Notwithstanding these concepts, tattoos and death were inextricably bound in other respects. When the Kayan soul left its human host, it journeyed through the murky depths of the afterlife in search of the village of the dead. Kayan souls encountered many obstacles on their supernatural flight: The River of Death the most formidable. According to tradition, only the souls of tattooed women who provided generously for their families and headhunters who possessed hand tattoos – a token of their success – were able to cross the log bridge that spanned these dangerous waters. Maligang, the malevolent guardian of the bridge, oftentimes refused such passage forcing souls to descend into the river’s depths to be eaten by Patan, a giant catfish. However, if the lingering soul was properly tattooed, it was free to pass into the darkness that awaited it on the other side. Although this dim world was silent and discomforting, the soul’s tattoos began to burn brightly, in turn, guiding the incorporeal spirit to its final resting place among the ancestors.
A Spiritual Art Form
Dayak tattoo is a spiritual art form that merges images of humans, animals, and plants into one unit, expressing the proliferation of life and the integration of living and spiritual beings in the cosmos. Death and fertility were the primary axes around which tattoo creativity spiraled. Tattooing offered visual testimony to the refusal of Dayak individuals to accept the finality of death and assert the indestructibility of their being. By emulating the life of the gods in everyday ritual, the Dayak procured their own form of divine power that ensured the perpetuation of human life in a continuum of eternity. Therefore, tattoos were articulating symbols inscribing implicit Dayak ideologies of existence upon the living canvas of human flesh.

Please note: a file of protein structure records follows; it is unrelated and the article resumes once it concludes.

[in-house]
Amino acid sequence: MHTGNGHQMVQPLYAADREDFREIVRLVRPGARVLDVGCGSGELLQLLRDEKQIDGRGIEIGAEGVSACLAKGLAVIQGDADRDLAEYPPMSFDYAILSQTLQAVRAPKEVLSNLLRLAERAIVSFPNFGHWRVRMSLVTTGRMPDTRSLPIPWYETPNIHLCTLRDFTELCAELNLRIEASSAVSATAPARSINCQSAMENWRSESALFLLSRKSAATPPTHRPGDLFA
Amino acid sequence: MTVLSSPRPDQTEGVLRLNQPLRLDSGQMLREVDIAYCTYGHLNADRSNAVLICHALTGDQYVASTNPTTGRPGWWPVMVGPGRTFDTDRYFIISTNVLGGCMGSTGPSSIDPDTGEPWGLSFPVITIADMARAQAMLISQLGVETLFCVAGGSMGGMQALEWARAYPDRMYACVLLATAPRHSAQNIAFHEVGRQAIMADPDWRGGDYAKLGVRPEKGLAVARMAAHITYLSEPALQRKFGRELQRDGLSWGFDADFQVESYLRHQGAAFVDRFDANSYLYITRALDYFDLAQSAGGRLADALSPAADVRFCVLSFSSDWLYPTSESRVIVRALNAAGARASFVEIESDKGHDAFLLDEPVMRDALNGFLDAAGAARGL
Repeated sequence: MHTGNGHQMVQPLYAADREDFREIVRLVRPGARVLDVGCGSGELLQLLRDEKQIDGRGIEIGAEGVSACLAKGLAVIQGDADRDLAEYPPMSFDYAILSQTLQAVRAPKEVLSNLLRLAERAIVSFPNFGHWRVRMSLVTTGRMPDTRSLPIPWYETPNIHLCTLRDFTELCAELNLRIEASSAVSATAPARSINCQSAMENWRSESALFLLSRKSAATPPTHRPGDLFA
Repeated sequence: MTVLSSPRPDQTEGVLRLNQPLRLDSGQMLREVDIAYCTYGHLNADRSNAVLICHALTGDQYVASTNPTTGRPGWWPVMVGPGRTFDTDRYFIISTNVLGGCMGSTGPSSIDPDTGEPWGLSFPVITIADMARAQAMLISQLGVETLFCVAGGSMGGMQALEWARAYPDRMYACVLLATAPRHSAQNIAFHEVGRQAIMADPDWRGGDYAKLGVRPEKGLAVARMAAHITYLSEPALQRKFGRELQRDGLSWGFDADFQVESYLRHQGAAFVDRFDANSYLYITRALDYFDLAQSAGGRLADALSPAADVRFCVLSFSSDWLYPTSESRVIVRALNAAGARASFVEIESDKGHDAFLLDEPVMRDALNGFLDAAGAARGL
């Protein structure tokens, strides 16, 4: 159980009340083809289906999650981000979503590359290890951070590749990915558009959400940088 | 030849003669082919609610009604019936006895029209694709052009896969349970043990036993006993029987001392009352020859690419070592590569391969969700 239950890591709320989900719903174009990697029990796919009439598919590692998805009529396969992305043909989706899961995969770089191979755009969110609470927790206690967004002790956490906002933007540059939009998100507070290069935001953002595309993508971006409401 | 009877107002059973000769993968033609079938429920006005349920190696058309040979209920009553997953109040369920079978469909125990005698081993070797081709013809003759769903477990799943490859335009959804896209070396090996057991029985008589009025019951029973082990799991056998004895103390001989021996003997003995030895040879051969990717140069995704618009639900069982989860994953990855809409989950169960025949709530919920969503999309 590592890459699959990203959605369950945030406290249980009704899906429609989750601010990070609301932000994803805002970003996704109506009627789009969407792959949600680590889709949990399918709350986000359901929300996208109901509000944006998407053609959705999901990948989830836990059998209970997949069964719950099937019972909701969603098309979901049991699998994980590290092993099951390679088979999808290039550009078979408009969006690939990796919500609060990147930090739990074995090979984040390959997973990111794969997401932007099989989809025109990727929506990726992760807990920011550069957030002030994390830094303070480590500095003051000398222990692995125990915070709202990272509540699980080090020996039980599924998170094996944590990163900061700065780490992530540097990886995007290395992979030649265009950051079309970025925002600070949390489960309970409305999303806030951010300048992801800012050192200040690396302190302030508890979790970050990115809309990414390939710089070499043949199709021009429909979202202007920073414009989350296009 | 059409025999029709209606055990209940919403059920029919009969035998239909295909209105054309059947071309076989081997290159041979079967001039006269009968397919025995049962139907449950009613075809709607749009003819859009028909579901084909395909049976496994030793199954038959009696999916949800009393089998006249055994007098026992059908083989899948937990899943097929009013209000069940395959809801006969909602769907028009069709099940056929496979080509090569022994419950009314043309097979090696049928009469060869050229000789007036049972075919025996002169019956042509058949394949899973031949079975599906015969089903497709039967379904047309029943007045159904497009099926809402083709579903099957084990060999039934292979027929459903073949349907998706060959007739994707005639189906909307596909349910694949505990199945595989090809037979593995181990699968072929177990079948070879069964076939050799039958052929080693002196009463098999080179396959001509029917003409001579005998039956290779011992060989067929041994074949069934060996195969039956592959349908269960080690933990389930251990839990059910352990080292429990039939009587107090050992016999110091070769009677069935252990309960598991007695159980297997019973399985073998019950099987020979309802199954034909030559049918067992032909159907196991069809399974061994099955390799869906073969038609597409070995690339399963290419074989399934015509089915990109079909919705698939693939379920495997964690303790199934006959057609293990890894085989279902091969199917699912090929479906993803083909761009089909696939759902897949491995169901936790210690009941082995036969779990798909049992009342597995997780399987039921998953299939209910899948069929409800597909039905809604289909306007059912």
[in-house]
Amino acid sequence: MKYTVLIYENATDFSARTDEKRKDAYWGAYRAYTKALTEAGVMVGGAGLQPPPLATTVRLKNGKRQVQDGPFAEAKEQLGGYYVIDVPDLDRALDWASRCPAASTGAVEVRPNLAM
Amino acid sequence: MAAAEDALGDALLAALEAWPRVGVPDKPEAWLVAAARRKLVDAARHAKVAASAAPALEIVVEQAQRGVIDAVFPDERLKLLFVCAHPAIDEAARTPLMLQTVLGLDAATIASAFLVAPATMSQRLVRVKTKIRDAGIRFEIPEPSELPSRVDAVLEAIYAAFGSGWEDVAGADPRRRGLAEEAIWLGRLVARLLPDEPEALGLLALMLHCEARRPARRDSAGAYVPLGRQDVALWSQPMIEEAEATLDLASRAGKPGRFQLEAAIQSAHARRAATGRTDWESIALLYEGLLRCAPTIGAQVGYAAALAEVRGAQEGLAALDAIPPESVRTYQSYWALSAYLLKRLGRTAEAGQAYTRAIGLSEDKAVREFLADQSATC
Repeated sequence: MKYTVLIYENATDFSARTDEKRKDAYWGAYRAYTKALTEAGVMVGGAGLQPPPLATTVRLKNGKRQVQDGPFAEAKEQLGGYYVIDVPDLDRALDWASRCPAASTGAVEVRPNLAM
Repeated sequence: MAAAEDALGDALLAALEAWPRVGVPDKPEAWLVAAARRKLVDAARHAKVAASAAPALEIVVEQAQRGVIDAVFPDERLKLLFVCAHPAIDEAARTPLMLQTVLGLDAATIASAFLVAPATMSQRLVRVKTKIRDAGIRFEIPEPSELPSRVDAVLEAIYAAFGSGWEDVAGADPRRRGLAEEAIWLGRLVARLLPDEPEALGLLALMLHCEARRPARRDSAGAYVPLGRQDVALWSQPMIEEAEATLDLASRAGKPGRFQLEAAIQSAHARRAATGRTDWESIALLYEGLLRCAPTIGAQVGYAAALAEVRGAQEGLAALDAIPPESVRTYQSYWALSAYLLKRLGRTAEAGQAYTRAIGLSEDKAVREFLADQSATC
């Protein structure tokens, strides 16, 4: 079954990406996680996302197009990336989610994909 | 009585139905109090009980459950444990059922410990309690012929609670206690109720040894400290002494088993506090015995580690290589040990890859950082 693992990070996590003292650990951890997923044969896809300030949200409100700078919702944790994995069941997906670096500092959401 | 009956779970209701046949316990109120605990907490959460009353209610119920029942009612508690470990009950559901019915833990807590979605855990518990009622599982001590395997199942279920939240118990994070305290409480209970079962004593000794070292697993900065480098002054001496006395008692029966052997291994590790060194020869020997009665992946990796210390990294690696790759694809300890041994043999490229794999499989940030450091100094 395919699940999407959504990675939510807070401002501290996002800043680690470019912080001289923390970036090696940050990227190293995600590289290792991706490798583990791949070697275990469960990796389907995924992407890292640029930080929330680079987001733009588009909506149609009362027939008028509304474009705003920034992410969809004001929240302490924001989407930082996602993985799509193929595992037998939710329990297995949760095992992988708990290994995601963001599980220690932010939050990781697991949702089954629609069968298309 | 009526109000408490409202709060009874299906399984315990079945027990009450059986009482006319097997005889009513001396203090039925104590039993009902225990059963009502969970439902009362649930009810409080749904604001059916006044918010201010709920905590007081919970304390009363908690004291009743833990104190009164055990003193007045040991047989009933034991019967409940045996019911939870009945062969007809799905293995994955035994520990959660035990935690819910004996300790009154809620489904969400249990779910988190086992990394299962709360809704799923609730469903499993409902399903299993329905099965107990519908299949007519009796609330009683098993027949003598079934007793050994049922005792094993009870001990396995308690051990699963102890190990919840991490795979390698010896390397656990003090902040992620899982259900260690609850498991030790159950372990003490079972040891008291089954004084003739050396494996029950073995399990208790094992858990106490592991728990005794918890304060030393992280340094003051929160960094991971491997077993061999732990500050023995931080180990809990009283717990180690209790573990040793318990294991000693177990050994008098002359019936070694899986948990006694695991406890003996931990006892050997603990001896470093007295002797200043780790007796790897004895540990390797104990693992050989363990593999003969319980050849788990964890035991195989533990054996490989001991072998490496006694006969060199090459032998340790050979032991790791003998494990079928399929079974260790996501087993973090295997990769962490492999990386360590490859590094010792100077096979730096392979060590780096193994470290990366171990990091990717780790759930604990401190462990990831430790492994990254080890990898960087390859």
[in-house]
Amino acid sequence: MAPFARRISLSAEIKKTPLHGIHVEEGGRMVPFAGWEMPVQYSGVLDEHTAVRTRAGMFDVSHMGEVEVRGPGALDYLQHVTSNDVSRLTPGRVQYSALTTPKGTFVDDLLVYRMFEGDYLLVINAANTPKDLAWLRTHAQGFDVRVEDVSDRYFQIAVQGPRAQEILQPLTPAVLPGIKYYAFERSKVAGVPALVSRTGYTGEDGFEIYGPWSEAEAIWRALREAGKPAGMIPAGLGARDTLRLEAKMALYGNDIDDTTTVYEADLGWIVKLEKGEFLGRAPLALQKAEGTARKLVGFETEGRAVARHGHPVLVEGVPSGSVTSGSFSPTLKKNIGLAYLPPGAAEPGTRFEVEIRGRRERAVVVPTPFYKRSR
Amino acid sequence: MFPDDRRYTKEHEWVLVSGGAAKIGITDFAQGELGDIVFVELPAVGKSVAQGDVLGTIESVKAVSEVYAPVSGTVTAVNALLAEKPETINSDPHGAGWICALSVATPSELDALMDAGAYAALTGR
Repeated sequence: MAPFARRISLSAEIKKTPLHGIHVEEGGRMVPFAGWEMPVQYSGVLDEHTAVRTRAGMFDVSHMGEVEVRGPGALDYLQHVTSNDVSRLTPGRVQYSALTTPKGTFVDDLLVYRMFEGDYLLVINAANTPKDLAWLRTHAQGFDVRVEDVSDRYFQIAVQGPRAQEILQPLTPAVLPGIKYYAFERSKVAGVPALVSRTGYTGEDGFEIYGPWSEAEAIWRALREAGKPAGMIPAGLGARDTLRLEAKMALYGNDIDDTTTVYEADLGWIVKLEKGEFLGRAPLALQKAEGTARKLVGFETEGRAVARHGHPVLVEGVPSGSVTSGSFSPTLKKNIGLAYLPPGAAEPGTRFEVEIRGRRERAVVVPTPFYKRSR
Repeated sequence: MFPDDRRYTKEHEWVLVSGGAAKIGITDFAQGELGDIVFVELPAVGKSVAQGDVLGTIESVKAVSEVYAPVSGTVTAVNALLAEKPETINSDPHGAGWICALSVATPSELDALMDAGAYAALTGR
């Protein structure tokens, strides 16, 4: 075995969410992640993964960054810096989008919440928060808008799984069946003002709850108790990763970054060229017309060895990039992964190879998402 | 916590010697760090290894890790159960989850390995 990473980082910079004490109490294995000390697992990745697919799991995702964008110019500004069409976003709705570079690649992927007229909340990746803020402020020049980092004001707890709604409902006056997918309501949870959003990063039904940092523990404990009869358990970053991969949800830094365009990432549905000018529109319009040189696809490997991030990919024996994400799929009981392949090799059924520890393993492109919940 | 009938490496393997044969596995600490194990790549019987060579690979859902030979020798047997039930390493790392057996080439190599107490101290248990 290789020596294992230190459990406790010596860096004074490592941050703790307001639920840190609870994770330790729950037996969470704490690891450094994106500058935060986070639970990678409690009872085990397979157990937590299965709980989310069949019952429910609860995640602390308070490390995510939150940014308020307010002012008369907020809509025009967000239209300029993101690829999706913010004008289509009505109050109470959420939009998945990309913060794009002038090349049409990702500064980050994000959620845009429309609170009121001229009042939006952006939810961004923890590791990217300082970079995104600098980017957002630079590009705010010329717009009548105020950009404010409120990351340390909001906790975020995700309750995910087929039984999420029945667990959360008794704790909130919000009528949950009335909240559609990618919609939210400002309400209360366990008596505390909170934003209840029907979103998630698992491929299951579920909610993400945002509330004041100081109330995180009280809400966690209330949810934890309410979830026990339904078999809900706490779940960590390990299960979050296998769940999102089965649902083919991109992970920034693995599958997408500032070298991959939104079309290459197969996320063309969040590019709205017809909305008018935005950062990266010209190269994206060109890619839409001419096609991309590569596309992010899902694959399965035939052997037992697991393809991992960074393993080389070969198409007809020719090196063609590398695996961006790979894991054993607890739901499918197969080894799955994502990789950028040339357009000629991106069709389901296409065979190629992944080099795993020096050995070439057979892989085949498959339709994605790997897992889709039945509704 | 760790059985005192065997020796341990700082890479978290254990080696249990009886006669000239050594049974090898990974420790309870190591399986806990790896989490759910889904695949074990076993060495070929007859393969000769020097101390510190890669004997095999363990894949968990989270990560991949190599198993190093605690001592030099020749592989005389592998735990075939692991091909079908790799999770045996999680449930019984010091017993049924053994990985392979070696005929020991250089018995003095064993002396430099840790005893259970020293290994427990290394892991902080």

Graham, Penelope. (1987).Â Iban Shamanism: An Analysis of the Ethnographic Literature. Canberra: Research School in Pacific Studies, Australian National University.
Hose, Charles and W. McDougall. (1912).Â The Pagan Tribes of Borneo. London: MacMillan and Co., Ltd.
Lumholtz, Carl. (1921).Â Through Central Borneo; An Account of Two Yearsâ€™ Travel in the Land of the Head-hunters Between the Years 1913 and 1917. New York: C. Scribnerâ€™s Sons.
Nieuwenhuis, A.W. (1904).Â Quer durch Borneo. Leiden: E.J. Brill.
Richards, Anthony. (1988).Â An Iban-English Dictionary. Petaling Jaya: Penerbit Fajar Bakti SDN. BHD
Scharer, Hans. (1963).Â Ngaju Religion: The Conception of God Among a South Borneo People. The Hague: Martinus Nijhoff.
Tillema, Hendrik. F. (1938).Â Apo-Kajan, een filmreis naar en door Centraal-Borneo. Amsterdam: Van Munster.
Zainie, Carla (1969).Â Handcraft in Sarawak. Kuching: Borneo.